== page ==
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Nonsense mutation in the LGR4 gene is associated with several human diseases and other traits

Abstract

Low bone mineral density (BMD) is used as a parameter of osteoporosis. Genome-wide association studies of BMD have hitherto focused on BMD as a quantitative trait, yielding common variants of small effects that contribute to the population diversity in BMD1,2,3,4,5,6,7. Here we use BMD as a dichotomous trait, searching for variants that may have a direct effect on the risk of pathologically low BMD rather than on the regulation of BMD in the healthy population. Through whole-genome sequencing of Icelandic individuals, we found a rare nonsense mutation within the leucine-rich-repeat-containing G-protein-coupled receptor 4 (LGR4) gene (c.376C>T) that is strongly associated with low BMD, and with osteoporotic fractures. This mutation leads to termination of LGR4 at position 126 and fully disrupts its function. The c.376C>T mutation is also associated with electrolyte imbalance, late onset of menarche and reduced testosterone levels, as well as an increased risk of squamous cell carcinoma of the skin and biliary tract cancer. Interestingly, the phenotype of carriers of the c.376C>T mutation overlaps that of Lgr4 mutant mice.

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Figure 1: Reduced expression of the LGR4 transcript containing the c.376C>T mutation.

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Acknowledgements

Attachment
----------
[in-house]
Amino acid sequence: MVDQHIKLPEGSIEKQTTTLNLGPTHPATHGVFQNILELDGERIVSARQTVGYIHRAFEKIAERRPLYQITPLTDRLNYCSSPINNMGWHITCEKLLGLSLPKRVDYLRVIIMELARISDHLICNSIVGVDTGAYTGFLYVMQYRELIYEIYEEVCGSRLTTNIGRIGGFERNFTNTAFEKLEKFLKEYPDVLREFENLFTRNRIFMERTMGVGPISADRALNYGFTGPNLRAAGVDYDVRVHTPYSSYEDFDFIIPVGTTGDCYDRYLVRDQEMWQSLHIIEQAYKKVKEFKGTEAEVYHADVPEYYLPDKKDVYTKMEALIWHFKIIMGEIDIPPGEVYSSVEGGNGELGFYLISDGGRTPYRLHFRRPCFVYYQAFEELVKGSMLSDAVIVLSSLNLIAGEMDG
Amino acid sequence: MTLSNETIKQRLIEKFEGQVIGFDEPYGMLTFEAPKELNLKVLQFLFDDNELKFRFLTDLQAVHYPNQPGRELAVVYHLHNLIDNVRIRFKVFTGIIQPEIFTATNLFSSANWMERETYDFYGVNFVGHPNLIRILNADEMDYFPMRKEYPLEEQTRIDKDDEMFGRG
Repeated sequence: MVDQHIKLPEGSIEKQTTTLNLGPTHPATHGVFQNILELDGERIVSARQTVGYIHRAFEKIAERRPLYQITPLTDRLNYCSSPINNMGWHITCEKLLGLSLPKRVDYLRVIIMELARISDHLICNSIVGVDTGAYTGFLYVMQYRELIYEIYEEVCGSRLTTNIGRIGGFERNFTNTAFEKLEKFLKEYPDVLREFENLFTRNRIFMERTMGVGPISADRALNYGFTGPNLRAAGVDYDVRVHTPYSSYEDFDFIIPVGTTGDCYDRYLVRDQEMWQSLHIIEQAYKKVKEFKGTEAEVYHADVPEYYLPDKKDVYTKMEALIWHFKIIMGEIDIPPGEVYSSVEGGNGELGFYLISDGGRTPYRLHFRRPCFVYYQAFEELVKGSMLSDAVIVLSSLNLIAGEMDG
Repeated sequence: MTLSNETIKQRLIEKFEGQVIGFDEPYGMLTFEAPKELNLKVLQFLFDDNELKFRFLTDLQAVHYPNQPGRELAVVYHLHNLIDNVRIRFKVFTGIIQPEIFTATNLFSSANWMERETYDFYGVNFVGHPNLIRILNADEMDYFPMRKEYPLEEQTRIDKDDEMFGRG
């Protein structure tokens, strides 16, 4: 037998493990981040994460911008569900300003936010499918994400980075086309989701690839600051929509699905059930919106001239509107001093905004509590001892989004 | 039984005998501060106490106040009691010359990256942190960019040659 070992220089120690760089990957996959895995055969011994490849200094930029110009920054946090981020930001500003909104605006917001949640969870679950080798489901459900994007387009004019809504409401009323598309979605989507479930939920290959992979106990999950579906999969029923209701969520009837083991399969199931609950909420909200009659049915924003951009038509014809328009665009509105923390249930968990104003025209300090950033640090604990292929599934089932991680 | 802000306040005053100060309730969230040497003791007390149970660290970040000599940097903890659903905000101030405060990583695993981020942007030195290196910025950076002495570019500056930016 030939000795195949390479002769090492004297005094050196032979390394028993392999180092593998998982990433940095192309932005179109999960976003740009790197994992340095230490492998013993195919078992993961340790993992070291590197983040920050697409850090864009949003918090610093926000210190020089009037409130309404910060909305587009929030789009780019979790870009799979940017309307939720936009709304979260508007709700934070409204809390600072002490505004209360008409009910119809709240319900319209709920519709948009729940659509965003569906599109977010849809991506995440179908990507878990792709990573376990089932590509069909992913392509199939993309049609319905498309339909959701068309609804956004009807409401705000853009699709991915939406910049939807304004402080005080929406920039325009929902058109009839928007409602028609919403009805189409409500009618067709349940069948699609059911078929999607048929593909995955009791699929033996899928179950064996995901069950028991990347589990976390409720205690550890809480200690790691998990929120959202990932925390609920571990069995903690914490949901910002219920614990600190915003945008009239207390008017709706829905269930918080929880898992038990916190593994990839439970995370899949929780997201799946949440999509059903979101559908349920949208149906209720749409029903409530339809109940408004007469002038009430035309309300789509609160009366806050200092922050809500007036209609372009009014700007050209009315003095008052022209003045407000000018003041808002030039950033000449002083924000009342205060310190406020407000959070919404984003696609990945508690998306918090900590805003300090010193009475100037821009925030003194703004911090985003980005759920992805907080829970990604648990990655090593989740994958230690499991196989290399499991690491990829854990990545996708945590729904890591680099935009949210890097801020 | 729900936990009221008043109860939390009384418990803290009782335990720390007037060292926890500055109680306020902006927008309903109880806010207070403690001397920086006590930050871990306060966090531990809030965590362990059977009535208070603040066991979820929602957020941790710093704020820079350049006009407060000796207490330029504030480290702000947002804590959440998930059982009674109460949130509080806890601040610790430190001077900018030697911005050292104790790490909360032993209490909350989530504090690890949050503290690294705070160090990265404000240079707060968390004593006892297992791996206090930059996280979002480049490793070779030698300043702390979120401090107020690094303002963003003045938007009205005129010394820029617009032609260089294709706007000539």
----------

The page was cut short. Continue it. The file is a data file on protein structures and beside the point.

We thank the subjects of the Icelandic deCODE study, the Danish PERF study and the Australian DOES study for their participation. We also thank the staff at deCODE Genetics core facilities and all our colleagues for their important contribution to this work. The authors would like to thank the NHLBI GO Exome Sequencing Project and its continuing studies, which produced and provided exome variant calls for comparison: the Lung GO Sequencing Project (HL-102923); the WHI Sequencing Project (HL-102924); the Broad GO Sequencing Project (HL-102925); the Seattle GO Sequencing Project (HL-102926); and the Heart GO Sequencing Project (HL-103010). This work was supported in part by the European Commission (HEALTH-F2-2008-201865-GEFOS).

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Contributions

The study was designed and results were interpreted by U.S., G.T., D.F.G., P.S., A.K., U.T. and K.S. Sequence data analysis, imputation and association analysis was carried out by G.T., P.S., D.F.G., O.T.M., M.L.F., A.K. and G.M. Subject recruitment, phenotype analysis and biological material collection was organized and carried out by G.B.W., J.R.C., T.V.N., J.A.E., C.C., J.G.J., L.T., G.I.E., A.T., T.J., T.I., I.O., T.R. and G.S. Sequencing and genotyping were supervised by O.T.M. and U.T. Sanger sequencing and Centaurus genotyping was carried out and analysed by H.T.H. and H.J. Expression experiments were carried out and analysed by G.T., A.S., Aslaug J., Adalbjorg J., K.B., M.H.O. and E.S. Multiple alignment and topology analysis of LGR4 was performed by A.O. The age of the LGR4 mutation in the population gene pool was estimated by A.H. The paper was drafted by U.S., G.T., U.T. and K.S. All authors contributed to the final version of the paper.

Corresponding authors

Correspondence to Unnur Thorsteinsdottir or Kari Stefansson.

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Competing interests

U.S., G.T., P.S., A.S., Aslaug J., Adalbjorg J., A.O., D.F.G., A.H., O.T.M., G.B.W., M.L.F., H.T.H., H.J., T.R., A.K., G.M., U.T. and K.S. are employees of deCODE Genetics/Amgen.

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Styrkarsdottir, U., Thorleifsson, G., Sulem, P. et al. Nonsense mutation in the LGR4 gene is associated with several human diseases and other traits. Nature 497, 517–520 (2013). https://doi.org/10.1038/nature12124

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